Tuesday, 19th August 2014
In General Japan News,
Japan eyes dance law revision
Government officials in Japan are eyeing a revision in the law that could see the ban lifted on all-night dance clubs and music venues, allowing dancing to continue past midnight in a game-changing new step.
If all this sounds a little bit familiar, that's because it is. A discussion on the matter was held in June, with the ruling Liberal Democratic Party completely in favour of allowing the fun to persist all night long.
However, talks failed to get beyond the early preliminary stages, but things finally look like they're moving forward following a public forum, during which the National Police Agency accepted comments from people on the section of the Entertainment Business Control and Improvement Law that forbids dancing after 12am.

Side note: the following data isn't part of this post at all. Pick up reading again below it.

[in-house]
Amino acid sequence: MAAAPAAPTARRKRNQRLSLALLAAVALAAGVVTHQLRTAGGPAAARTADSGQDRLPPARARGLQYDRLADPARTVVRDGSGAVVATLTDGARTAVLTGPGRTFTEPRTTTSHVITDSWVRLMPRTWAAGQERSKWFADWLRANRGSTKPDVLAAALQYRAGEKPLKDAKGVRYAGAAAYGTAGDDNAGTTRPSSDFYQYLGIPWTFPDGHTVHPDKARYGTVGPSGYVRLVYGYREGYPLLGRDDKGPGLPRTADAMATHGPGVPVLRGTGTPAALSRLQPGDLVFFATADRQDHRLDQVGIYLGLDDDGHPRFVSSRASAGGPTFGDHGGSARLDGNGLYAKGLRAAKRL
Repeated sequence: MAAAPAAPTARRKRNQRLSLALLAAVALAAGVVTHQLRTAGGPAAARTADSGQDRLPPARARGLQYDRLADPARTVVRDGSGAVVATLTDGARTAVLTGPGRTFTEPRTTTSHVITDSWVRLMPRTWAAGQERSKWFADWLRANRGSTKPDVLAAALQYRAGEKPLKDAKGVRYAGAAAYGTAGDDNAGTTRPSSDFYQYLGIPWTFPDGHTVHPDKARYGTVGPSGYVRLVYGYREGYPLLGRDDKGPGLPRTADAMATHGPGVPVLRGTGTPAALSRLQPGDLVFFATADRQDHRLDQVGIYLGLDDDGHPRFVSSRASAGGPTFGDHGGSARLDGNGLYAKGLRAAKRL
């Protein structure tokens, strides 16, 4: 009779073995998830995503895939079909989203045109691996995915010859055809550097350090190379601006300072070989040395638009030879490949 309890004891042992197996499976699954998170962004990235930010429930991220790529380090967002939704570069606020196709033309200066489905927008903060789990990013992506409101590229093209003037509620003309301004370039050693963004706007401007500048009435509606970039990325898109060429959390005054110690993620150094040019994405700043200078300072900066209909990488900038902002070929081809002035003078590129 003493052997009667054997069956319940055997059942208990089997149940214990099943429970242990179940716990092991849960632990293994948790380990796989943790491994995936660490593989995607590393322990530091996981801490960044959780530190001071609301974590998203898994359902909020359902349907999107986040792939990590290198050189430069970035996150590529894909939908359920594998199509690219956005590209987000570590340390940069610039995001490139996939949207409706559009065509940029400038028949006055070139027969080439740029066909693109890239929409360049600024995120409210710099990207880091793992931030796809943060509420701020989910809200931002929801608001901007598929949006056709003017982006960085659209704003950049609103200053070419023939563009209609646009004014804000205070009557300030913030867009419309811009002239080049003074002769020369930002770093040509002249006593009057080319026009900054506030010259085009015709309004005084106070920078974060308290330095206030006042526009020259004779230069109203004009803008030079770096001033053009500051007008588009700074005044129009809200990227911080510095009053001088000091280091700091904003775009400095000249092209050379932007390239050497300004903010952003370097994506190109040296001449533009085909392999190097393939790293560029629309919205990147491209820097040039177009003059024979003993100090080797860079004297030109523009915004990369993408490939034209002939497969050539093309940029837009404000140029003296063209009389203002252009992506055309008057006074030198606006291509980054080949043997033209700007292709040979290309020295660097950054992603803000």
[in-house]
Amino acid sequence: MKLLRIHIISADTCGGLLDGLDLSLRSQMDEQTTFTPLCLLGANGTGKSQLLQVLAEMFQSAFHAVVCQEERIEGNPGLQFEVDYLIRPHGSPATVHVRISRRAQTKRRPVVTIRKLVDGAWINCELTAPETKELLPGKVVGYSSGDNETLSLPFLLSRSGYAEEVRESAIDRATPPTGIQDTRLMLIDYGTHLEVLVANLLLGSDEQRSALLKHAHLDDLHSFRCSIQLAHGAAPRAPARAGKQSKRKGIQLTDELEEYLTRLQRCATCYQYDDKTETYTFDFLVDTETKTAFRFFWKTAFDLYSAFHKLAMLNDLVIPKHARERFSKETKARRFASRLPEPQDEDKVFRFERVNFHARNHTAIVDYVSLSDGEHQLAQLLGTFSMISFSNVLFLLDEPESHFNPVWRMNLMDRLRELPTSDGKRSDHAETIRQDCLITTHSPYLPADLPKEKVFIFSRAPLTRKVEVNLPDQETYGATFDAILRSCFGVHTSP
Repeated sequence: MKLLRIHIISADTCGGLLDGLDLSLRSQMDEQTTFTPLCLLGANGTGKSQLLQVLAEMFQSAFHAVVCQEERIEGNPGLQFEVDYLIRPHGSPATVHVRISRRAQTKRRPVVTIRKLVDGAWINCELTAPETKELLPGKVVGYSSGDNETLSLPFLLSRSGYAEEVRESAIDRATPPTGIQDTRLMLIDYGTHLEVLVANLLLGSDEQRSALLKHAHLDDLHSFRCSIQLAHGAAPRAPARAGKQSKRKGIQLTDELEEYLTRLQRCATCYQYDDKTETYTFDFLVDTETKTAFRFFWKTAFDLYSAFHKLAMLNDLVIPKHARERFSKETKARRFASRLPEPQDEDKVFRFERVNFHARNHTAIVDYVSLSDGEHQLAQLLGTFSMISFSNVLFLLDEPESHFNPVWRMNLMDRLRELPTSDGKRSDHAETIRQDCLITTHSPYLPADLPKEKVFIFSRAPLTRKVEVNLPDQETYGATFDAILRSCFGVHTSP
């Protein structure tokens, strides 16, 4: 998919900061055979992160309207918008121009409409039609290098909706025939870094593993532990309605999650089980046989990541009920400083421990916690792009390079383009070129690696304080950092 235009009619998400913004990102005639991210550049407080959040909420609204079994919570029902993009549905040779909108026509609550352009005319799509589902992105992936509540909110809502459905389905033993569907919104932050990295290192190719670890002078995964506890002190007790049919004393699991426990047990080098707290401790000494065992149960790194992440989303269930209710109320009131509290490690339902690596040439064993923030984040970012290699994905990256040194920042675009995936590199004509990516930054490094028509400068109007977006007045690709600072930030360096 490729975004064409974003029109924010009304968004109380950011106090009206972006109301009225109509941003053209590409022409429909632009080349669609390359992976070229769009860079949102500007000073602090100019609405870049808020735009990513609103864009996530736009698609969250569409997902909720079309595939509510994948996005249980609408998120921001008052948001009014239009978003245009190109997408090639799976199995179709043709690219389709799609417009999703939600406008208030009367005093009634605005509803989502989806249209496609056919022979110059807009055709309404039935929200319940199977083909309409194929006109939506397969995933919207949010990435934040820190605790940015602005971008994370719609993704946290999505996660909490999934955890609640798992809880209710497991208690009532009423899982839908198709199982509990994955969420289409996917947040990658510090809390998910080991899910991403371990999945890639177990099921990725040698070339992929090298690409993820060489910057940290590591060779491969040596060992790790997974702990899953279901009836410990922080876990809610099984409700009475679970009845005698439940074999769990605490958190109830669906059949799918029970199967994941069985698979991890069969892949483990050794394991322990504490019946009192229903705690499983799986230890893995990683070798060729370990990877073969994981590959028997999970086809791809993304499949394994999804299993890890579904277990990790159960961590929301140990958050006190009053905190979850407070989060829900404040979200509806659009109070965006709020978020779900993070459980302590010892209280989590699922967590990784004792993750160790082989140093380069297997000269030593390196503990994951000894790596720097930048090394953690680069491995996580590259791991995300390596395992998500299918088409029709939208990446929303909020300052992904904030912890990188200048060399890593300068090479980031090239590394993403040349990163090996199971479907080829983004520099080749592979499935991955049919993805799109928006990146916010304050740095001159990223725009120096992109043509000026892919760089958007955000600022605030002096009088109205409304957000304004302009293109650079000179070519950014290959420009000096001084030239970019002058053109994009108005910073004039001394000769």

Indeed, if everything goes smoothly, teens could be dancing into the small hours as early as this autumn. Under the proposed legislation, venues need to apply for a license for extended operations, rather than be subjected to an outright ban, as is currently the case.
However, critics have urged caution, claiming additional steps must be taken to ensure nightclubs operate within the law. Some have cited fears that longer nights may result in an increase in drug peddling.
While bars are permitted to operate their own hours and frequently run through the night, clubs with loud music, dancing and stage lighting are required to close their doors at midnight.
However, with the Tokyo 2020 Games coming up, the government is eager to get the law changed, so that tourists can enjoy themselves all night long.
If you're looking for a good night in Japan, Tokyo's main entertainment districts make for an exciting experience, with Shinjuku, Roppongi and Shibuya boasting a plethora of clubs and all-night bars.
However, it is wise to exercise caution in such places and avoid allowing yourself be directed to a venue by a tout.